The importance of kindness came as a revelation to Eitan BethHalachmy and represented a sea change in his attitude toward himself, horses and other people. Raised in the harsh conditions of Israel just before and after its statehood, Eitan’s early life was highly militaristic out of necessity. Kindness and softness were not in his vocabulary, except perhaps as descriptions of the weakness of people who would not survive or could not make it in their chosen profession.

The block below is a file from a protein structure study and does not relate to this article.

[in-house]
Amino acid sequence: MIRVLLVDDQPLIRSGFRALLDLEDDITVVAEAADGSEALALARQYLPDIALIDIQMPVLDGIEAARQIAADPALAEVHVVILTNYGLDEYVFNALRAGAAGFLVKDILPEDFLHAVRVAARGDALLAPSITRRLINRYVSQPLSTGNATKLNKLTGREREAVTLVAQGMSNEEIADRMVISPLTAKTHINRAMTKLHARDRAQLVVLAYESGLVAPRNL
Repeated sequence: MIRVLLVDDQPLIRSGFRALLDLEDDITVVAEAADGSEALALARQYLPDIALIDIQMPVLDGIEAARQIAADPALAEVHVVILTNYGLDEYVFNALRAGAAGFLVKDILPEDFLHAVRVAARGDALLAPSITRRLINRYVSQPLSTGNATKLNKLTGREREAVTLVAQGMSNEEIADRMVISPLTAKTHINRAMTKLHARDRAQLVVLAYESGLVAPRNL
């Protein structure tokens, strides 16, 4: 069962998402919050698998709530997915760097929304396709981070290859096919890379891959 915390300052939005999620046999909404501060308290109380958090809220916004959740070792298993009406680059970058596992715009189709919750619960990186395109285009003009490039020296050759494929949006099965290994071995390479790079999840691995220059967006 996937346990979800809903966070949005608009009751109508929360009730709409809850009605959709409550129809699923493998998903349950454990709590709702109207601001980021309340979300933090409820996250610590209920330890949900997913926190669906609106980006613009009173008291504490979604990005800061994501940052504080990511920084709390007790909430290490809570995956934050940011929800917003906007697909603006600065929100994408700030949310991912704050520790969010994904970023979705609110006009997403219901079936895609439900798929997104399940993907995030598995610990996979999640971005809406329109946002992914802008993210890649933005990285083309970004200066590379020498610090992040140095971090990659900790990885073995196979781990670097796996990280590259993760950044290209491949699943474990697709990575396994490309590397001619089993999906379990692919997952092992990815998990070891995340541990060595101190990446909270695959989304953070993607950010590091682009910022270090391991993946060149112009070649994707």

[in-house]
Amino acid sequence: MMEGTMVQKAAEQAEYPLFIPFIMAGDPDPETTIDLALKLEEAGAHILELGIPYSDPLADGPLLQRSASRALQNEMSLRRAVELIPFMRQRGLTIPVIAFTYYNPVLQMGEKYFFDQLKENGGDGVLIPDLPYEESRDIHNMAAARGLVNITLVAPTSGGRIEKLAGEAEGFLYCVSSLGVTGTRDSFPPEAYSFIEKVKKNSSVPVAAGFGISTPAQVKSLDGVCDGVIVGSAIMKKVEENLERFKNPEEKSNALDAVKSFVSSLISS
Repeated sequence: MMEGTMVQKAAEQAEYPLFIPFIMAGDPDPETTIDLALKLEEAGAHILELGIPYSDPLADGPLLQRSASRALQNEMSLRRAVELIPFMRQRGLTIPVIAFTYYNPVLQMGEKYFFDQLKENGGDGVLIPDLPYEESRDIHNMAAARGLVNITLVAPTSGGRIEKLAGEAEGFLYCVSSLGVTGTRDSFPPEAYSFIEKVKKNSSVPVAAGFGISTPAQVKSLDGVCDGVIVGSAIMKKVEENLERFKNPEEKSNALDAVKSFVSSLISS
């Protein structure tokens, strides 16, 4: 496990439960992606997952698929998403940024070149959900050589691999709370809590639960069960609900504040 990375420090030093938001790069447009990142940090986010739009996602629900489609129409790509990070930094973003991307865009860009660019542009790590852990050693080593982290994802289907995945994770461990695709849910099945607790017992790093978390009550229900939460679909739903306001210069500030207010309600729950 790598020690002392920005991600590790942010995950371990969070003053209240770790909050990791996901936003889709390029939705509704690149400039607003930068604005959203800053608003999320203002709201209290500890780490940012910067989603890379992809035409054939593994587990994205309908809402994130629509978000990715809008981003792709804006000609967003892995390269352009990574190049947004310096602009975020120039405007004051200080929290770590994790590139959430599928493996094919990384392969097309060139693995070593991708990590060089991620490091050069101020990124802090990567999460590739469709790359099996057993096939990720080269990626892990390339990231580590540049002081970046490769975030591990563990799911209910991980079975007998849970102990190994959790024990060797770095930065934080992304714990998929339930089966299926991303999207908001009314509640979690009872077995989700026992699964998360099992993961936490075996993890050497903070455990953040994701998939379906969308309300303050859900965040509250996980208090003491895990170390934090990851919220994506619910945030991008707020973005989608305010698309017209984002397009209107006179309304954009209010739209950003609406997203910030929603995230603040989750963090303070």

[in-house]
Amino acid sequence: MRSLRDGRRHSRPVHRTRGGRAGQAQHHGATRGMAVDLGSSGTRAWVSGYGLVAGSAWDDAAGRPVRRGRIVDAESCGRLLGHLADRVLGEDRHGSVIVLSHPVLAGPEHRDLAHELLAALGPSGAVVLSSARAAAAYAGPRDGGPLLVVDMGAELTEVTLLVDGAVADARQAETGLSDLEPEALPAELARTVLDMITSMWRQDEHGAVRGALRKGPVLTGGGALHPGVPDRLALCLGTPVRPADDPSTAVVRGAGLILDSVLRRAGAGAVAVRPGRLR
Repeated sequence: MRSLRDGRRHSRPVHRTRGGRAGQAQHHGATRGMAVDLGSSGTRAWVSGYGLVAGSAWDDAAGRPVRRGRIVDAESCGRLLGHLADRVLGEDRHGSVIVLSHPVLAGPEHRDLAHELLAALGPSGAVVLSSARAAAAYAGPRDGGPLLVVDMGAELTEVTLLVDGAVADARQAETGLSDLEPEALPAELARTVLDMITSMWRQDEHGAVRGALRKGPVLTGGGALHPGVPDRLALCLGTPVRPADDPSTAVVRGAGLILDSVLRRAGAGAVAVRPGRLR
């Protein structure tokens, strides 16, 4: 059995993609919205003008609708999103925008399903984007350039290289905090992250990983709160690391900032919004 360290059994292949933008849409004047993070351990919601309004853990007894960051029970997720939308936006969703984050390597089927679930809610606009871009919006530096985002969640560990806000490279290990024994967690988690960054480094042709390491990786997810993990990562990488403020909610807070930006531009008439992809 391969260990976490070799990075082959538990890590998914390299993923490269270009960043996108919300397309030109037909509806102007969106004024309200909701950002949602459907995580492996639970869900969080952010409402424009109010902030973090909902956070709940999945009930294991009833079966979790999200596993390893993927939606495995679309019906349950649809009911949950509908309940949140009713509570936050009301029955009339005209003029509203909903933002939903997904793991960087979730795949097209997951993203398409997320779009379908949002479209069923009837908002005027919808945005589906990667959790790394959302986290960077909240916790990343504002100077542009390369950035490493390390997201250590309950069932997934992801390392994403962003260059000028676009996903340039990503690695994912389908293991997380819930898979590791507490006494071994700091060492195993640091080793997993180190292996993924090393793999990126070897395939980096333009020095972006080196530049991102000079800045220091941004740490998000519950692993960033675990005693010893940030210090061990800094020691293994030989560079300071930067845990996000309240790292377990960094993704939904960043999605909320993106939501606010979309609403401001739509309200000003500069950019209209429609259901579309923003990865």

He was raised according to the tenet “never lie,” and you just cannot be kind with that mentality. Meeting Debbie and falling in love with her was just a first step toward learning to appreciate the importance of kindness. Deb remembers struggling to make her husband understand that truth should never be an excuse to destroy someone; conversely, the kindness of little lies and oblique encouragement to overcome weaknesses works much more efficiently to help others become better horsepersons and better people.
At some point not too long ago, Eitan “got it,” and, like many people of strong